In 1947, at the outset of the cold war, as the Soviet Union continued to expand its influence through¬out Europe, a leading American policy analyst, George Kennan (1904— ), published a highly influential article in the American journal Foreign Affairs. In it he discussed what the United States should do to offset Soviet influence. He wrote under the pseudonym “X,” though he had, in March 1946, sent the text of his argument, called “The Sources of Soviet Conduct,” as a cable directly to the U.S. Department of State. At the time Kennan was the second-highest ranking American diplomatic officer in Moscow. The Foreign Affairs article is reprinted here:
In actuality the possibilities for American policy are by no means limited to holding the line and hoping for the best. It is entirely possible for the United States to influence by its actions the internal developments, both within Russia and throughout the international Communist movement, by which Russian policy is largely determined.
This is not only a question of the modest measure of informational activity which this government can conduct in the Soviet Union and elsewhere, although that, too, is important. It is rather a question of the degree to which the United States can create among the peoples of the world generally the impression of a country which knows what it wants, which is coping successfully with the problems of its internal life and with the responsibilities of a world power, and which has a spiritual vitality capable of holding its own among the major ideological currents of the time.
To the extent that such an impression can be created and maintained, the aims of Russian Communism must appear sterile and quixotic, the hopes and enthusiasm of Moscow’s supporters must wane, and added strain must be imposed on the Kremlin’s foreign policies. For the palsied decrepitude of the capitalist world is the keystone of Communist philosophy.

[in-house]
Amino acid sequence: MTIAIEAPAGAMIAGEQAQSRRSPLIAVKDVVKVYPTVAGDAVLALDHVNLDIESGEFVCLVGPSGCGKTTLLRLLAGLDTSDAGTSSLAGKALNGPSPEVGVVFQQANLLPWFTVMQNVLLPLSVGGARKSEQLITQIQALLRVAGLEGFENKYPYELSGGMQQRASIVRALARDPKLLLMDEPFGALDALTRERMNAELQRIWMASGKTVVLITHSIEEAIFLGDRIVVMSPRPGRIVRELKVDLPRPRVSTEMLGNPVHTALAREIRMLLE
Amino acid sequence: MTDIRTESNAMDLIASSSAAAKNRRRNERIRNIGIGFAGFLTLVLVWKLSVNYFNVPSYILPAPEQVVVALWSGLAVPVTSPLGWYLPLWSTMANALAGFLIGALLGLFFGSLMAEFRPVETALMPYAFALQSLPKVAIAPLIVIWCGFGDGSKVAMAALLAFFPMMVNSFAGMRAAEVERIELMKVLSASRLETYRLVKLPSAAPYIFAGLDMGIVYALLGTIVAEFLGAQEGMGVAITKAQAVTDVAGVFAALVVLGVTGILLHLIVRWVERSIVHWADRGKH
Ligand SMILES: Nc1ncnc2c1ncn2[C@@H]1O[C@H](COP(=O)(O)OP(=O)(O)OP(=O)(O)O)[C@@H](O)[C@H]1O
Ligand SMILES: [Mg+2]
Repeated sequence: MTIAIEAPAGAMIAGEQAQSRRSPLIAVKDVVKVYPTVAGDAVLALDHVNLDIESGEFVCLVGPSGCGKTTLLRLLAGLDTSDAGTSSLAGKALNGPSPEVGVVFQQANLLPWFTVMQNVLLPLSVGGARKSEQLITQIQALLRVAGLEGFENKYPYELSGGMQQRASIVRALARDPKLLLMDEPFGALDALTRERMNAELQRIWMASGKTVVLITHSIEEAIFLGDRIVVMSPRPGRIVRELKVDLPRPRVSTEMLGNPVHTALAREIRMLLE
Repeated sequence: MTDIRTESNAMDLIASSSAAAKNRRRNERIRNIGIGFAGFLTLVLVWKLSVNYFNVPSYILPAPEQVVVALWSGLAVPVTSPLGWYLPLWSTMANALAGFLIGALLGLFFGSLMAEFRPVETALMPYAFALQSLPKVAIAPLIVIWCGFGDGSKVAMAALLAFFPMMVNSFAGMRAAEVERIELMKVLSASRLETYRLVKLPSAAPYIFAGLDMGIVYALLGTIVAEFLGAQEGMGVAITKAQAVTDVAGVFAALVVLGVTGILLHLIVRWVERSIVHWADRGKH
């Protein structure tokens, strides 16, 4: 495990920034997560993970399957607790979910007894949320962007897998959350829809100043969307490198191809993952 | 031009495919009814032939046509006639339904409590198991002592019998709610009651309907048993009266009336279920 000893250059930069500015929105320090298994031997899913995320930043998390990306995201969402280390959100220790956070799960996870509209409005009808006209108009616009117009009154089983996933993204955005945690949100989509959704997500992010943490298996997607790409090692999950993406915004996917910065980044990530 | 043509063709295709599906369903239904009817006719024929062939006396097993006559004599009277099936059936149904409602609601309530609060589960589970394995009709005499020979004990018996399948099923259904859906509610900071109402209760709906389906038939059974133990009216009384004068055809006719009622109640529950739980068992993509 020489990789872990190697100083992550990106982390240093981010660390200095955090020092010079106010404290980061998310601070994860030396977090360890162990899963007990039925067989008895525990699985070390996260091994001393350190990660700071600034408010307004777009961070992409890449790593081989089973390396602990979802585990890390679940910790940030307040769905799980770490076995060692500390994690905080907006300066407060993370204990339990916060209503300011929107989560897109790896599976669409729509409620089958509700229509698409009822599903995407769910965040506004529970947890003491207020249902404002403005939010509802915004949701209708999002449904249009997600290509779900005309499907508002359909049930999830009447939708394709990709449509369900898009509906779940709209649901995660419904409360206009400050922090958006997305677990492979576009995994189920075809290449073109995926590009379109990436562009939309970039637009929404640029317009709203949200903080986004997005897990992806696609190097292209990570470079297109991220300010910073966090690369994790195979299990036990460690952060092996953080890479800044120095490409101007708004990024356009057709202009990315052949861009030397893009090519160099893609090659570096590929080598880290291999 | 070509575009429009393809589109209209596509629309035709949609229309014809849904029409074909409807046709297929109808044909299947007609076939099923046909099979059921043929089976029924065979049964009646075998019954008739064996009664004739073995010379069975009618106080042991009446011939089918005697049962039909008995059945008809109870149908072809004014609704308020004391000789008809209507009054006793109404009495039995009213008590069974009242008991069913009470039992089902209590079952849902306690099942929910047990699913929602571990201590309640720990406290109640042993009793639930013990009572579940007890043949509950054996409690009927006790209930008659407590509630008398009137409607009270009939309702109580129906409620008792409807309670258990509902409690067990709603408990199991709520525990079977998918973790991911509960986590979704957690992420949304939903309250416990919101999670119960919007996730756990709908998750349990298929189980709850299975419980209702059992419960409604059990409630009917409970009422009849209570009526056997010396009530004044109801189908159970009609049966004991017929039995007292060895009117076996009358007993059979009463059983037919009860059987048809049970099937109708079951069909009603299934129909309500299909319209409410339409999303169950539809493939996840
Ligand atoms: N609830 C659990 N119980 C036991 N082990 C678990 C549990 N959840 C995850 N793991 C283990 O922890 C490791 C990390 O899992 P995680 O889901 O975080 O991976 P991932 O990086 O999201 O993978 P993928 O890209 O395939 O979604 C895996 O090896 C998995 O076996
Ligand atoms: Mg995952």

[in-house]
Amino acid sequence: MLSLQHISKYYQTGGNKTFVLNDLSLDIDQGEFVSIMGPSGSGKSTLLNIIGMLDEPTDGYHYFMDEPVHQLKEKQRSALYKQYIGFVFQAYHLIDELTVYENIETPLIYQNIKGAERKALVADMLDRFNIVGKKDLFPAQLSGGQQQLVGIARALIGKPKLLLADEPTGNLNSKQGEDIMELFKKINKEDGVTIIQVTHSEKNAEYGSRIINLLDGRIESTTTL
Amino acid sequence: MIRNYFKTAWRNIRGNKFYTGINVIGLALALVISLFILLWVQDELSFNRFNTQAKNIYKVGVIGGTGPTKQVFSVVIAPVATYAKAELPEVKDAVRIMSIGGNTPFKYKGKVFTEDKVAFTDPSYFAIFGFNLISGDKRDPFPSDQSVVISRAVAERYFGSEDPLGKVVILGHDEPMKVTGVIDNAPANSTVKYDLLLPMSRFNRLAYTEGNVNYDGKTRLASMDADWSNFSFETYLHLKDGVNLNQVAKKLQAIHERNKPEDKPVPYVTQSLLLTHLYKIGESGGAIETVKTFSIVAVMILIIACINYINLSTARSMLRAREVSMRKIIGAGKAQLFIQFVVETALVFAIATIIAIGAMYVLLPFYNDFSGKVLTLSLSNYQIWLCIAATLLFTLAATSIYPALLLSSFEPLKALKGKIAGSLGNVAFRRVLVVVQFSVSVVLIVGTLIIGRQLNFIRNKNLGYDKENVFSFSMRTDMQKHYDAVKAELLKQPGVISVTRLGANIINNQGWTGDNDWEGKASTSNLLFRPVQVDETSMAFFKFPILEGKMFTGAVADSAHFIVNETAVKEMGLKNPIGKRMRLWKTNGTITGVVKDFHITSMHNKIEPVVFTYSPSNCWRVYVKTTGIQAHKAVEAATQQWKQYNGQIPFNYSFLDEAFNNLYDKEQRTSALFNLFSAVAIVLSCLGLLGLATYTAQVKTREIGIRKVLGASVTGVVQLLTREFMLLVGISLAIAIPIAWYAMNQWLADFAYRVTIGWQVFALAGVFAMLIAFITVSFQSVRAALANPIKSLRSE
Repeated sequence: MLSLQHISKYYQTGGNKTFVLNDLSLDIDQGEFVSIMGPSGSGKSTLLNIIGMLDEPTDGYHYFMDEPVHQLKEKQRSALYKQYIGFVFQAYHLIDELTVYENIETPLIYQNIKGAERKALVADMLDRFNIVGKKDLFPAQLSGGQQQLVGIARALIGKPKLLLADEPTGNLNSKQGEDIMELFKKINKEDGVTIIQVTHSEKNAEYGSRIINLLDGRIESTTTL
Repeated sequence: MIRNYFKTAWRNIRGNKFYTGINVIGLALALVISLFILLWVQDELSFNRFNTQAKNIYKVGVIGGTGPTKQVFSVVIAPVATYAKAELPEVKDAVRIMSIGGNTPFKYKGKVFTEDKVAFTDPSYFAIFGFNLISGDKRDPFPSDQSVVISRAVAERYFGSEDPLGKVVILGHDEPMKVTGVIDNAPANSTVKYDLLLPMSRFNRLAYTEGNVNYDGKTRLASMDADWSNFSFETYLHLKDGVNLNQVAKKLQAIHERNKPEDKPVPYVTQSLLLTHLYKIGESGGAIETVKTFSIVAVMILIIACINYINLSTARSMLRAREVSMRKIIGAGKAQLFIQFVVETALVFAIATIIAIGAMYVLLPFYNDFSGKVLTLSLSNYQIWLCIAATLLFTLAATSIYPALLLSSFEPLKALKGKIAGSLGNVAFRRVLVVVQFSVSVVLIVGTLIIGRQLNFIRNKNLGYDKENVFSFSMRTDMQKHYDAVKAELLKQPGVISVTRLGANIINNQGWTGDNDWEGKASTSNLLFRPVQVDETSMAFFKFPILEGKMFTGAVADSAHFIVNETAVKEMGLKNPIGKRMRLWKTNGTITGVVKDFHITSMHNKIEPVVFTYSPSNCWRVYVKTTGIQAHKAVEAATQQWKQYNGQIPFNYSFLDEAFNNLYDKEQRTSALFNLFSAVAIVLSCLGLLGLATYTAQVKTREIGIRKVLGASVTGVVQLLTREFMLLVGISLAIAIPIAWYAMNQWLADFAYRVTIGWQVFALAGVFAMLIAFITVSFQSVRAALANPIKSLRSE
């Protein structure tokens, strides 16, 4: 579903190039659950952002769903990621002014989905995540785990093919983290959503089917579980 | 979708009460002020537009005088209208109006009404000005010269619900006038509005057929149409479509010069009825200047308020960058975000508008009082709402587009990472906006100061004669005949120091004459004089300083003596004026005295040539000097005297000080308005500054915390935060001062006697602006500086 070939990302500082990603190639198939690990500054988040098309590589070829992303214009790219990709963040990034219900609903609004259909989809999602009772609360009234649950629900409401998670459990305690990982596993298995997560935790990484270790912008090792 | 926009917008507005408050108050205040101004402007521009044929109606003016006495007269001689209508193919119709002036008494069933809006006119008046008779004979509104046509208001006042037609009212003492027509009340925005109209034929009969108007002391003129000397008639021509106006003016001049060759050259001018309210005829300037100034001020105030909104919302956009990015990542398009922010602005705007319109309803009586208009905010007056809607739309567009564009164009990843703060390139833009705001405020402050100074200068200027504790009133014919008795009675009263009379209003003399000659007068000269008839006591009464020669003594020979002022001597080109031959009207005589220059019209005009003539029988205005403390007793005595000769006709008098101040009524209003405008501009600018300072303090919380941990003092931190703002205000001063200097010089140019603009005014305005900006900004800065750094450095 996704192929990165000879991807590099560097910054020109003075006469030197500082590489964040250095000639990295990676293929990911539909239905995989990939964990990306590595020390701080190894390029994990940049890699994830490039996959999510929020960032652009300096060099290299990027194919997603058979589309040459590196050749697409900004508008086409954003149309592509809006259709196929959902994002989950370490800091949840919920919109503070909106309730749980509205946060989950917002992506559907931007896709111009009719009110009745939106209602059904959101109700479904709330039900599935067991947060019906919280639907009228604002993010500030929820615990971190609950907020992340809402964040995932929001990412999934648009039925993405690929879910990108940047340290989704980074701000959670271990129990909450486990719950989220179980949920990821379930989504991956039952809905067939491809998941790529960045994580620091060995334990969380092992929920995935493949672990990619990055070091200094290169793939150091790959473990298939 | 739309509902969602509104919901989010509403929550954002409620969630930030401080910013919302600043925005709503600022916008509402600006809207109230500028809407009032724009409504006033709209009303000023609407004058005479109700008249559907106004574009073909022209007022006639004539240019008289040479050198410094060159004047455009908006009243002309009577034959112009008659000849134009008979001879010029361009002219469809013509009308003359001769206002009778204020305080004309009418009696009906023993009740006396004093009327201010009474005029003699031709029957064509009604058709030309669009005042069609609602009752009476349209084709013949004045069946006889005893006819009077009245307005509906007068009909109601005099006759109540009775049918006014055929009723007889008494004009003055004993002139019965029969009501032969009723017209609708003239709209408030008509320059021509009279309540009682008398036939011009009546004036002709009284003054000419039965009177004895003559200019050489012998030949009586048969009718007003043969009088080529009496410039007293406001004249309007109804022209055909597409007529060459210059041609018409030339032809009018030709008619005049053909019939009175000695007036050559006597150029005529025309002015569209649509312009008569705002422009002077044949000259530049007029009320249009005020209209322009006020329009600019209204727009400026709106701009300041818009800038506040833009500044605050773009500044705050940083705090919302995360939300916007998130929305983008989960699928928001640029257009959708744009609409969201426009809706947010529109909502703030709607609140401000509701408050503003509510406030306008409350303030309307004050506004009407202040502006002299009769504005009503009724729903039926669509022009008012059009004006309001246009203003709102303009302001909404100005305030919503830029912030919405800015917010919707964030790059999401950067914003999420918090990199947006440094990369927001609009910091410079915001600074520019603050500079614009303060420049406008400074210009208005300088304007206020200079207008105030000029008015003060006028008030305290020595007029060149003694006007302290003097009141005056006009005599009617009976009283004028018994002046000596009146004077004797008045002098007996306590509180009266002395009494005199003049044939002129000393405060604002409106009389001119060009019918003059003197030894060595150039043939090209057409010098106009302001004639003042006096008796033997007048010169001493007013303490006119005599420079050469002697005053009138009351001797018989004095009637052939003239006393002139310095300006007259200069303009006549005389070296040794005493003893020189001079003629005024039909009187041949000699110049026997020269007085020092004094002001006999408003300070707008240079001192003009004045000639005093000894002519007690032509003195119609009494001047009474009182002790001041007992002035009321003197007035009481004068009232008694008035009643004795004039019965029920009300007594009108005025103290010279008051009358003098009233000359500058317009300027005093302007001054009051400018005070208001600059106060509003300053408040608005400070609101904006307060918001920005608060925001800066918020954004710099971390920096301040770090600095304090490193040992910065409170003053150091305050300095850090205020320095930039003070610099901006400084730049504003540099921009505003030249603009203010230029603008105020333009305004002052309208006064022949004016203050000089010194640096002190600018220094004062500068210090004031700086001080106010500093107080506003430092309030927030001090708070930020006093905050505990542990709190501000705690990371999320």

Even the failure of the United States to experience the early economic depression which the ravens of the Red Square have been predicting with such complacent confidence since hostilities ceased would have deep and important repercussions throughout the Communist world. By the same token, exhibitions of indecision, dis¬unity and internal disintegration within this country have an exhilarating effect on the whole Communist movement.
At each evidence of these tendencies, a thrill of hope and excitement goes through the Communist world: a new jauntiness can be noted in the Moscow tread: new groups of foreign supporters climb on to what they can only view as the bandwagon of international politics: and Russian pressure increases all along the line in international affairs.
It would be an exaggeration to say that American behavior unassisted and alone could exercise a power of life and death over the Communist movement and bring about the early fall of Soviet power in Russia. But the United States has it in its power to increase enormously the strains under which Soviet policy must operate. to force upon the Kremlin a far greater degree of moderation and circumspection than it has had to observe in recent years. and in this way to promote tendencies which must eventually find their outlet in either the breakup or the gradual mellowing of Soviet power. For no mystical, messianic movement—and particularly not that of the Kremlin—can face frustration indefinitely without eventually adjusting itself in one way or another to the logic of that state of affairs.
Thus the decision will really fall in large measure on this country itself. The issue of Soviet-American relations is in essence a test of the overall worth of the United States as a nation among nations. To avoid destruction the United States need only measure up to its own best traditions and prove itself worthy of preservation as a great nation.